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Thursday, January 31, 2008


We’re almost at Edinburgh on our Ireland/Scotland travels. That will come next month. I only wish I could share everything with you, but it was too much, too good, and simply impossible to include everything. This definitely is a part of the world you’ll enjoy visiting.

You’ll notice in the left column some new choices. Please rate this blog for me. Once again, please comment by clicking on “comment” at the bottom of a post, and don’t hesitate to head over to TATravel to check out your next trip.

See you next month. Enjoy.

Wednesday, January 30, 2008


Scotland—Day 12

Scotland takes the breath away! It’s rough and wild with high, craggy mountains and planted forests which support a soft wood industry.

The pine trees are green except for the European larch which looks like pine but has turned brown in the fall. So wet is the land that it is fern covered. The fern, too, is turning brown with the season’s change, and in this color it is called bracken, a word I always read in British novels but neglected to look up in a dictionary.

We hear tales of the clans almost incessantly fighting each other—stealing cattle or sheep and driving them over mountains to their own lands. The clans were proud, fierce fighters and not above trying to wipe each other out through battle. Goodness knows they tried often enough.

These mountains are practically vertical. They’re high enough to make the sheep grazing on their slopes appear as white pebbles on a brown beach.

Population in the highlands is still sparse, so one has to wonder about man’s nature and its promptings. If man’s nature is wild, Scotland mirrors it.

Waterfalls rush down craggy cliffs, and streams cut deep into the land. Sometimes we pass turf ditches where peat clods are still drying in preparation for the winter.

The lochs are beautiful. One can sail or motor across the country moving from one loch to the next. Sometimes the water is so still, mirror images of sky and clouds are what you see. It’s magnificent and mysterious. It’s Brigadoonish!!!!!

Some roads we drive will be closed this winter as six inches of snow cover them. Scotland is on the same latitude as Moscow yet the Isle of Skye has a temperate climate and people visit all year. It is a country of contradictions.

Saturday, January 26, 2008

Scotland--Day 13

As we travel today, I get to see the Loch Ness Monster. Just look at his photo! It proves it.

Suffice it to say that all the lochs are beautiful. Loch after loch flows through the magnificent Highlands affording visitors unparalleled vistas of all heights and hues. Boaters cross Scotland this way. It’s also easy to see why the Scottish Highlands has long been a hiker’s paradise.

Yesterday we took a cruise on Loch Lomond, and today from the shores of Loch Ness, my tour coach friends and I spotted that which has eluded other less savvy and observant travelers. The Loch Ness Monster.

Loch Ness is beautiful. It’s 23 miles long, but its real depth is unknown. Down deep in the unknown is where Nessie has his den. Boats enter Loch Ness, motor or sail its length, and then take the Caledonian Canal to the next loch. It must be a beautiful way to cross Scotland.

The absolute highlight of the day, however, is not Nessie. It is a visit to a sheep farm for a Scottish sheepdog demonstration.

You’ve seen my photos of the mountains and the open land. Sheep may graze over 12 miles of fields, and they must be rounded up. The dogs, which begin their training at the tender age of six weeks, travel the ranges responding to the whistled commands of the shepherd. Each dog answers to different whistles, so the shepherd becomes a conductor, orchestrating the gathering of the flock. The shepherd needs to use his dogs wisely, preserving their energy to finish this task which may take up to five days.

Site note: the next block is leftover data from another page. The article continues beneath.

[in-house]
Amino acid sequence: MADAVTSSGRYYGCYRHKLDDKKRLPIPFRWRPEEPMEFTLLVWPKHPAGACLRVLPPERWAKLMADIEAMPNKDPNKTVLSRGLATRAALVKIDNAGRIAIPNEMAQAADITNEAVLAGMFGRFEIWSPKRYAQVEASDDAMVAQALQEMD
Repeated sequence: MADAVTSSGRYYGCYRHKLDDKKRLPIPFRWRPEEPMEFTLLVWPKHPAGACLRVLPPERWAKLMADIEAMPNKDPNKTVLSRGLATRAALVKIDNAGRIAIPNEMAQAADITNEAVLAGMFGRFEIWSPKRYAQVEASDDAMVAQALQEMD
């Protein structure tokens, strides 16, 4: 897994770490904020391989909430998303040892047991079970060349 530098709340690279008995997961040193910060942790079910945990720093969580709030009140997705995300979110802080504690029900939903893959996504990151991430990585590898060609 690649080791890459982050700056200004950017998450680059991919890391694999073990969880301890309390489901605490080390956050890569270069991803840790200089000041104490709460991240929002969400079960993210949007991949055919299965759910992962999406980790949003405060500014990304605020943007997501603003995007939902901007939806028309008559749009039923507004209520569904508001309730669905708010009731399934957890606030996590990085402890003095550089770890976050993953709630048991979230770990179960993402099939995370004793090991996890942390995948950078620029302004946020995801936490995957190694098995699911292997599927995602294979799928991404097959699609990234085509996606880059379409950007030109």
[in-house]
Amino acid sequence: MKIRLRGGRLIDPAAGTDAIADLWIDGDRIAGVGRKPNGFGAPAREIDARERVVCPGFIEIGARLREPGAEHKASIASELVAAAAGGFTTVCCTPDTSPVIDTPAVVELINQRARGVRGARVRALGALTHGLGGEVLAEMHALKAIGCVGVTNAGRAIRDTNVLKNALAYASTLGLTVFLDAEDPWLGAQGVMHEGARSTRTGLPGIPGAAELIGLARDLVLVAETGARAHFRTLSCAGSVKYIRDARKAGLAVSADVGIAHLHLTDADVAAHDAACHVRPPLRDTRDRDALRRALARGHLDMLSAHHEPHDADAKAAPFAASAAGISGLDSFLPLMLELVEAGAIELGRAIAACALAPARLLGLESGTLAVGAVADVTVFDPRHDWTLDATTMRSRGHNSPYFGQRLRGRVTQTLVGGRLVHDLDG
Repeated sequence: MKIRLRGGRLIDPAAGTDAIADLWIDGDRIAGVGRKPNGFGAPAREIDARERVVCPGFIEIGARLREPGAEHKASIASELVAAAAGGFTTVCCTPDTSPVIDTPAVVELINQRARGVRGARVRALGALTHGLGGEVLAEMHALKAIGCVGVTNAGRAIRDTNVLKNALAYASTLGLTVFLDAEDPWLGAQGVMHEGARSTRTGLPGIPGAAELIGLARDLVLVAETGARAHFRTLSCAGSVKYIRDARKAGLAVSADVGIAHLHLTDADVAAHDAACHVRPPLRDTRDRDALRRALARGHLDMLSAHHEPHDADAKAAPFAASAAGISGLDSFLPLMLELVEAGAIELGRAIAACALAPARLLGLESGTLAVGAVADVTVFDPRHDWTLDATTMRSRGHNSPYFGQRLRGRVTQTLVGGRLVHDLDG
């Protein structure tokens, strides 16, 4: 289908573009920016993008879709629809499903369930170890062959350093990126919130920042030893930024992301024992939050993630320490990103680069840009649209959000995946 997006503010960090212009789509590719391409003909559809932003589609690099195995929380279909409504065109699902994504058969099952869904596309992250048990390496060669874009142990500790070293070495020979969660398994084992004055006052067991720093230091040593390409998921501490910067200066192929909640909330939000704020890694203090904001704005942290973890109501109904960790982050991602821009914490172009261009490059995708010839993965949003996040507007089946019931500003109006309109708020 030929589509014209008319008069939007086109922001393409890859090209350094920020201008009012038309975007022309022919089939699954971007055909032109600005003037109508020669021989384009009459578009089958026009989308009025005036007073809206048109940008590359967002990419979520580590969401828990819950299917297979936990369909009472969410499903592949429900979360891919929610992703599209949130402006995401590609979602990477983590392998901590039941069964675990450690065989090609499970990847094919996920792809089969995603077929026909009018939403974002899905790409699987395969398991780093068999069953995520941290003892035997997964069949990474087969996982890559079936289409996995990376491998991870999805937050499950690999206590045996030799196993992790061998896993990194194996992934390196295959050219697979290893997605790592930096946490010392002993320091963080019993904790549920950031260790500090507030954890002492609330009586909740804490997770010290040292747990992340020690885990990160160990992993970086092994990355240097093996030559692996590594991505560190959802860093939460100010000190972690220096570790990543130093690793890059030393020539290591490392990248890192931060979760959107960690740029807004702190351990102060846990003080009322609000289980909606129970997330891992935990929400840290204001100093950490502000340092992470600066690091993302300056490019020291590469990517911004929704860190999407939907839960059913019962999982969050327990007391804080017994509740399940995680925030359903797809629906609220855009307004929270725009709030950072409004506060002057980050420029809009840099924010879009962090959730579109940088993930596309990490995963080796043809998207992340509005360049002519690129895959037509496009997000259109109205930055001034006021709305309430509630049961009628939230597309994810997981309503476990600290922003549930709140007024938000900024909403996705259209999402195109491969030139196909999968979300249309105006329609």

Our shepherd manages ten dogs at once. Dressed in his wellies and with his shepherd’s crook nearby, he demonstrates his dogs’ skills in corralling and moving herds of sheep across the fields, directing them through “gates” formed by other dogs, and performing different movements in response to his whistled commands. It is absolutely fascinating.

Then we watch him shear a sheep, and we have an opportunity to feed the sheep and play with the dogs and the puppies. Hmmmm A puppy would have been a good souvenir.

I am also adding this video clip. Watch the dog as he maneuvers the sheep through "gates" formed by the other dogs! The sound isn't so hot, but you can hear the shepherd directing the dog. It was quite amazing to witness.

Wednesday, January 23, 2008

THE GOOD HUSBAND OF ZEBRA DRIVE--another #1 Ladies Detective Agency triumph!

I finally got back to Precious Ramotswe and Alexander McCall Smith’s #1 Ladies Detective Agency series, and I was not disappointed. But here I am at the last novel, The Good Husband of Zebra Drive, and I am saddened that it’s all over—at least for the time being.

I love these characters. Precious has been constant throughout the series, a base for the other characters as they grow.

Her marriage to Mr. J.L.B. Matekoni is progressing nicely, and in this novel their relationship is even put to a kind of test. Sorry, I can’t give you hints. Mr. J.L.B. Matekoni also has what might be called a mid-life crisis or, at least, a moment where he pauses and questions himself.

Mma Makutsi has not yet married, but her character has taken a turn. Coming from her small village and being educated at the Botswana Secretarial College and then making her own way in life, she has emerged as a strong woman, opinionated and sometimes unattractively domineering. She’s the character who has come to believe her own press, and the result is arrogance. She has something to learn. Life is more than the shoes you are able to buy.

Even the apprentices are growing, and Charlie wants to strike out of his own. Throughout the earlier novels, Charlie’s character emerges as it is seen through the eyes of Precious Ramotswe, Mma Makutsi, and Mr. J.L.B. Matekoni. In The Good Husband of Zebra Drive, Charlie comes into his own. We learn about him through his own actions.

Oh yes, the #1 Ladies Detective Agency takes on some interesting cases, and once again we see them solved with intelligence and compassion. Through these cases, sometimes more than through any other source, do we see the qualities in our heroine that no doubt have propelled this series to such prominence.